Urodynamic Testing

Urodynamic testing is a sophisticated office-based procedure to help diagnose problems with urination and/or urinary incontinence (involuntary loss of urine). This type of testing studies the function and dysfunction of the lower urinary tract.

Although we may have a good understanding of the underlying problem following a complete history and physical examination, these test results provide insight into the cause of incontinence and helps the physician to develop a treatment plan.

Reasons that Urodynamic Testing is Performed

  • For moderate to severe urinary incontinence.
  • If other tests do not determine the cause of incontinence.
  • If your doctor suspects there is more than one cause for your incontinence.
  • If you are considering having incontinence or prolapse surgery.

Urodynamic tests for urinary incontinence are measurements taken to evaluate the bladder’s function and efficiency. It is a combination of several tests and the actual tests performed may vary from person to person.

The test is not painful and does not involve the use of sedatives or anesthesia. The testing takes about one hour to complete. Patients should check with their insurance provider to see if a physician referral is needed.

Women at CafeWhat You Can Expect

On the day of your test, arrive with a comfortably full bladder. If your doctor had you fill out a bladder diary, please bring it to this appointment.

If you are prone to urinary tract infections or think you may currently may have an infection – call our office. Urodynamic testing is not performed on individuals with an infection. You will need to have a urine culture and pending the results of the culture, you must be on the proper antibiotic. We will reschedule your test after the infection has cleared.

There is no need to fast, so you can eat and drink before your appointment. You will be able to drive yourself home after the testing because no anesthesia or sedatives are used.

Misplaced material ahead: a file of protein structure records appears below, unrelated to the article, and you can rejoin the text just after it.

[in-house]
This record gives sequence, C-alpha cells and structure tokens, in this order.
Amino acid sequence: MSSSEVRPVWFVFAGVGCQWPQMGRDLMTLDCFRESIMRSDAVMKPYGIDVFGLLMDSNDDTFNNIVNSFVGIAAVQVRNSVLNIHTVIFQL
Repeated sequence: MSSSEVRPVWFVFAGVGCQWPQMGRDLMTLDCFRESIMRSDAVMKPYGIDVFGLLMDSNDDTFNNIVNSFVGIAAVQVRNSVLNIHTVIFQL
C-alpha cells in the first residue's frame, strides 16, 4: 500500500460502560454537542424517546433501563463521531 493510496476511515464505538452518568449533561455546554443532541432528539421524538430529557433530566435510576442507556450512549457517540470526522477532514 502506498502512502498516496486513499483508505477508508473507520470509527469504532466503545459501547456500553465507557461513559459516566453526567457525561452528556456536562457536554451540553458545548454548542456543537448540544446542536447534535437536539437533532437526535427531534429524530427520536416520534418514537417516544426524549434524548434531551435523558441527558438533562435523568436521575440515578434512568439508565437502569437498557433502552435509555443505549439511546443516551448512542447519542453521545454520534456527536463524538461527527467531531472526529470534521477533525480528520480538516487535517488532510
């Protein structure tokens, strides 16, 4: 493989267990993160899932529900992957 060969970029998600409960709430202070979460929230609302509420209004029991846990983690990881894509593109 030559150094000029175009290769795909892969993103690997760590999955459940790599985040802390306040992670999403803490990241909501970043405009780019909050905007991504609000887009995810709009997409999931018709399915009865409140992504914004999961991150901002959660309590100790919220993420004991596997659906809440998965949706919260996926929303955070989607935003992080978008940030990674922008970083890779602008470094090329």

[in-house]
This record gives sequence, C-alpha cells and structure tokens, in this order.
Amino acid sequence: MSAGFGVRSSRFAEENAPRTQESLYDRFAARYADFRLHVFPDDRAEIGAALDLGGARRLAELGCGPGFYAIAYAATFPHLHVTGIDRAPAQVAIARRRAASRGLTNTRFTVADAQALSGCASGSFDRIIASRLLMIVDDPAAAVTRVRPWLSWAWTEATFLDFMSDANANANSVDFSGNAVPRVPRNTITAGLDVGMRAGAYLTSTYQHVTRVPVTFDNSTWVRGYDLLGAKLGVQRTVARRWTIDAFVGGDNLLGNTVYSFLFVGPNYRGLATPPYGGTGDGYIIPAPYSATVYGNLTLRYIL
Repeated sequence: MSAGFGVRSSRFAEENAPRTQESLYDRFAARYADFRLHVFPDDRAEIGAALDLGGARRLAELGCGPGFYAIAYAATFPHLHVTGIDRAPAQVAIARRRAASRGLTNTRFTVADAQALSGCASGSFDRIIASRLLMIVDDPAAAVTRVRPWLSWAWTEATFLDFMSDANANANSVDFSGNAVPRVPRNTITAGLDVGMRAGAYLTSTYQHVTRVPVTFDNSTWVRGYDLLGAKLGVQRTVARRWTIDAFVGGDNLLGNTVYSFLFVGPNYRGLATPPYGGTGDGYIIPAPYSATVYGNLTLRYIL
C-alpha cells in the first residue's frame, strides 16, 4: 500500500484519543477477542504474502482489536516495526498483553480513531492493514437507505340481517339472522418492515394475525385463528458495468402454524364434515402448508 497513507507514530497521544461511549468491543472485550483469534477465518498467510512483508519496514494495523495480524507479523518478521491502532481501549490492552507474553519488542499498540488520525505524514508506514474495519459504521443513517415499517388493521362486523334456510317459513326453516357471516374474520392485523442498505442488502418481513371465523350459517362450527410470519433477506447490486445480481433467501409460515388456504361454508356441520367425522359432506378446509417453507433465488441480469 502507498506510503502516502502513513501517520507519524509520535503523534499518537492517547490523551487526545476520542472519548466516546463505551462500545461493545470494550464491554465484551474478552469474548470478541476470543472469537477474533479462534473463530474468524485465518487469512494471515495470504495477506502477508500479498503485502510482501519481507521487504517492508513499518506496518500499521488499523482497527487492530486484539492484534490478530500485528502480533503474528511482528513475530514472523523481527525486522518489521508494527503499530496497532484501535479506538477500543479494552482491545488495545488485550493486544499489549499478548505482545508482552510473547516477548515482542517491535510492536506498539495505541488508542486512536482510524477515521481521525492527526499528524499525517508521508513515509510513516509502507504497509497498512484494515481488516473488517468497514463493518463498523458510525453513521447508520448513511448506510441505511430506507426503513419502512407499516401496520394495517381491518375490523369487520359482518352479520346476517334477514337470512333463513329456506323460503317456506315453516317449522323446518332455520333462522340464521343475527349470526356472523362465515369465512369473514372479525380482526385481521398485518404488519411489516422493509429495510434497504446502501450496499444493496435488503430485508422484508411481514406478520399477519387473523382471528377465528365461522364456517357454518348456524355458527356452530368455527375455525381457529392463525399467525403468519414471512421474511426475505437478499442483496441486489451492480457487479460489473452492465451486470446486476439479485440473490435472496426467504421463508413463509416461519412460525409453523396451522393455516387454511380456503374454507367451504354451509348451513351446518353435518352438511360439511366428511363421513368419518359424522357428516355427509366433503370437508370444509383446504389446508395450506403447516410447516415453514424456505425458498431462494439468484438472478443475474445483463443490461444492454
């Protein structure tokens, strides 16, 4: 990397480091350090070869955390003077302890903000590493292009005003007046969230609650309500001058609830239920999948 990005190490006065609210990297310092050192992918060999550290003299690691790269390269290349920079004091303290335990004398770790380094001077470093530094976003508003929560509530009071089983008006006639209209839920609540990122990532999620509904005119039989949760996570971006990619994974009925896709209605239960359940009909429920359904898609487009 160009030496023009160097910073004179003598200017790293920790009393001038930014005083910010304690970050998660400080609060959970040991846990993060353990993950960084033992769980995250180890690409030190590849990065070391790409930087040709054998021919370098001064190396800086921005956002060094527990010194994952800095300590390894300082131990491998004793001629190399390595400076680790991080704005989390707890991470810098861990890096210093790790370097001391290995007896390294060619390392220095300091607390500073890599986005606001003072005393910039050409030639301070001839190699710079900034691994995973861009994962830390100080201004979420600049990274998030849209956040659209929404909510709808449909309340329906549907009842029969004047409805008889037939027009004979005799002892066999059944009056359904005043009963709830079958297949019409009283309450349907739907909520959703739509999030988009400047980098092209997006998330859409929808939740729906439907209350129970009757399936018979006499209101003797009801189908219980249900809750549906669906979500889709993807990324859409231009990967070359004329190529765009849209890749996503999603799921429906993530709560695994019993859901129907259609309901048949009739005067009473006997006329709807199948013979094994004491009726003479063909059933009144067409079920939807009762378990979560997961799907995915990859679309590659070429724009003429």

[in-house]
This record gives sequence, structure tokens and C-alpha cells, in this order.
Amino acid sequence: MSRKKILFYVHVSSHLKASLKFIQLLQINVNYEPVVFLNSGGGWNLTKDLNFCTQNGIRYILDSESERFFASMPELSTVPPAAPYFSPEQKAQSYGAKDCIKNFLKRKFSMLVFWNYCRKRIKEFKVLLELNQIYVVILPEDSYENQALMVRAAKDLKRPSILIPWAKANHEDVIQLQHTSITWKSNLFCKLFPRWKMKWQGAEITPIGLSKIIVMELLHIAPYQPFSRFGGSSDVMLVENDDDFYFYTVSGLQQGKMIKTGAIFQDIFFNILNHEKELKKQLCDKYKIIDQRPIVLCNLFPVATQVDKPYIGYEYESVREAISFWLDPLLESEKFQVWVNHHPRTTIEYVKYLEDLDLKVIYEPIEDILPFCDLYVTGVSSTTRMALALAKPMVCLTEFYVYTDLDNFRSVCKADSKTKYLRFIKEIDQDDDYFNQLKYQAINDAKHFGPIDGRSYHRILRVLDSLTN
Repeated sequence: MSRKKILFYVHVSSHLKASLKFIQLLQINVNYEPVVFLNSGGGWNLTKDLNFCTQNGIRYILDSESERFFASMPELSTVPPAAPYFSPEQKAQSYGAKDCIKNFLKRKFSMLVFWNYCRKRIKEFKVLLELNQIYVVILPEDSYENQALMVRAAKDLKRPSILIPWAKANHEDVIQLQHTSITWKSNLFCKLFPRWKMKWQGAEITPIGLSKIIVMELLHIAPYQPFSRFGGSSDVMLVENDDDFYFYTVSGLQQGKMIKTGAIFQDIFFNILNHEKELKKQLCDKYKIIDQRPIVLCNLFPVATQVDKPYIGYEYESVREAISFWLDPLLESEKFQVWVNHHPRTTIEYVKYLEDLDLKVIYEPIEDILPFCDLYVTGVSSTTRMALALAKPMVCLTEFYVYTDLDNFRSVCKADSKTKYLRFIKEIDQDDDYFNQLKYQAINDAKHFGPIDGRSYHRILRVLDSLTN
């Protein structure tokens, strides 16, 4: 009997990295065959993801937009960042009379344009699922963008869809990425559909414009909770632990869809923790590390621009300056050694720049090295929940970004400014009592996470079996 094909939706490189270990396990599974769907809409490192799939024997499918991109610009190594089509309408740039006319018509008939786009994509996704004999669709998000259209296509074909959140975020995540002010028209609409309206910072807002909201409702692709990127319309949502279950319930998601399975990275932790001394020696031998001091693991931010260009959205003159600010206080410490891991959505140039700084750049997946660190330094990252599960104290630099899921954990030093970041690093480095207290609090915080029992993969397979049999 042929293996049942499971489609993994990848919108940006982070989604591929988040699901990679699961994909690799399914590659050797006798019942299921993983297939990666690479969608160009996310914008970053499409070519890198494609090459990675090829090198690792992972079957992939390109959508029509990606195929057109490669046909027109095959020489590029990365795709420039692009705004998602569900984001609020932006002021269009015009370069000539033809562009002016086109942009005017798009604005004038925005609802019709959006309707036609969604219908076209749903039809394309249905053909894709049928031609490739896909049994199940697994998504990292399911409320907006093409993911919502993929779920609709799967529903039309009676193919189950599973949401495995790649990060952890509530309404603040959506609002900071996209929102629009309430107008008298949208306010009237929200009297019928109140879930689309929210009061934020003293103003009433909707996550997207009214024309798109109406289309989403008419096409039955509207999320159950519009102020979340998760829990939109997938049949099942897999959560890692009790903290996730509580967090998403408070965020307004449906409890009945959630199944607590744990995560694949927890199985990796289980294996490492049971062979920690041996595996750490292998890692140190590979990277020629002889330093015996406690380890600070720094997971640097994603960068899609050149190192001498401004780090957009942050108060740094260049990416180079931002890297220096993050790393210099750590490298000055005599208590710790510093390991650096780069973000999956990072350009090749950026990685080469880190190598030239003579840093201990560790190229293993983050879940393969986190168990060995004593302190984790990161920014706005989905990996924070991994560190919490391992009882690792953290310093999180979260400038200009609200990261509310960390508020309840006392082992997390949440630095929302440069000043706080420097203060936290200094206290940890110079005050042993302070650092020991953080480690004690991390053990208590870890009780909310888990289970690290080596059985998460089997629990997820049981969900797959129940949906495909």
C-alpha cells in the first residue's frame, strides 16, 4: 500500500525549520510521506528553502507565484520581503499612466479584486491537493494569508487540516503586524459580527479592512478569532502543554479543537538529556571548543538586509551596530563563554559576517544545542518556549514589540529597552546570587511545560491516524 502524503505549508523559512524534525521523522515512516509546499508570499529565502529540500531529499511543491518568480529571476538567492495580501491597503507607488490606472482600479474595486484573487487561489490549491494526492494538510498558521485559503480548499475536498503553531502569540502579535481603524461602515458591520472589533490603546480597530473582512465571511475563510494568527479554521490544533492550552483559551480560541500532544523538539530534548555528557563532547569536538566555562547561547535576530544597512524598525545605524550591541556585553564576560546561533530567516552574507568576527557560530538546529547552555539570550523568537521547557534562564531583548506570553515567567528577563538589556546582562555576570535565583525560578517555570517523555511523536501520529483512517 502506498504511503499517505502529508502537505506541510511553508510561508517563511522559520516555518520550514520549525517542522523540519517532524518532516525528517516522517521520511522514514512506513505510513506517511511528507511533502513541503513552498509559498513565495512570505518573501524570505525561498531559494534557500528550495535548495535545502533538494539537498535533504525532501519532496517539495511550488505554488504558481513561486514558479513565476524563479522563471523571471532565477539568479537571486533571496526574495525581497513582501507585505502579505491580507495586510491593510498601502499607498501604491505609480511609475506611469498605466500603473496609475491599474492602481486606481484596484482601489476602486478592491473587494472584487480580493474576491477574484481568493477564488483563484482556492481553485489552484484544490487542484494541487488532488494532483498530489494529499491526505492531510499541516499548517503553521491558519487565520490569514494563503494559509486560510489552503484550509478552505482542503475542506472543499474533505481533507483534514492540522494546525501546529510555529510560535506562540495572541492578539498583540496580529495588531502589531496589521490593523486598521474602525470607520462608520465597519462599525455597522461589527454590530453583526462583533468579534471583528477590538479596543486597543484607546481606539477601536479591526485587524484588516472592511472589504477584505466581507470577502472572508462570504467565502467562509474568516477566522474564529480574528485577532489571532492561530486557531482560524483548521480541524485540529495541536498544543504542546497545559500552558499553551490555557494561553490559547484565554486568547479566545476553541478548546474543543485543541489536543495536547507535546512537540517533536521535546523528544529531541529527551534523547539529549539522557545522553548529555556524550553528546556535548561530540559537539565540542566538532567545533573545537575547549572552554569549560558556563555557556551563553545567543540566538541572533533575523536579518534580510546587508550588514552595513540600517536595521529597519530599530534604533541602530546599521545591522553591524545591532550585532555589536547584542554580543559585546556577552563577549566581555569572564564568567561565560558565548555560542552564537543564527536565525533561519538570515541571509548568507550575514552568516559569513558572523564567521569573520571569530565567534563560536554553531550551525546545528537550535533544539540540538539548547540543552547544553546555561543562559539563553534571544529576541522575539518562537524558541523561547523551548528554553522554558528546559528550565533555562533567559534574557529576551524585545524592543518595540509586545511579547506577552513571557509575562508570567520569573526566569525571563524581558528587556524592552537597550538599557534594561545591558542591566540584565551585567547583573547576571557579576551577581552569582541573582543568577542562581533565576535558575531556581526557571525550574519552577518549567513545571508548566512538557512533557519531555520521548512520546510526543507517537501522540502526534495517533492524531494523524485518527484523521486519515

Types of Testing:

Uroflow Study -A uroflow study is a simple voiding test. You will be asked to sit on a special commode and empty your bladder in private. (This is why it is important to arrive with a comfortably full bladder.) This study collects information on how you empty the bladder.

Post Void Residual and Urine Dipstick – After the uroflow testing, a small catheter is placed inside the bladder to remove any remaining urine. By passing this small catheter we can empty the bladder completely for the start of the study. This will check how well you have emptied your bladder and test the urine for any infection prior to placing the urodynamic catheters.

Filling Study – We will place the equipment for the actual urodynamic test.
1. Bladder – a thin catheter is placed into the bladder. This catheter is used to fill the bladder, while taking pressure measurements within.
2. Rectum or vagina – a second catheter is placed into the vagina or rectum if there is a vaginal prolapse. This catheter measures pressures from the abdomen.
3. Three small gel pads or electrodes are placed – one on the leg and two near the anus. These pads measure electrical activity in the pelvic floor. You will not feel any sensation from the electrodes.

Once the catheters are in place there should be very little discomfort. It may take a minute or two to make sure that the catheters are calibrated sufficiently. As the bladder is filled with sterile water, we will ask when you feel your bladder is filling, when you feel uncomfortably full, and when you feel the need to use the bathroom. We may ask you to cough and bear down to see if you leak urine. We need to reproduce your symptoms of leakage to gain an understanding of how your bladder works.

Your physician will go over the results with you after all the testing is complete.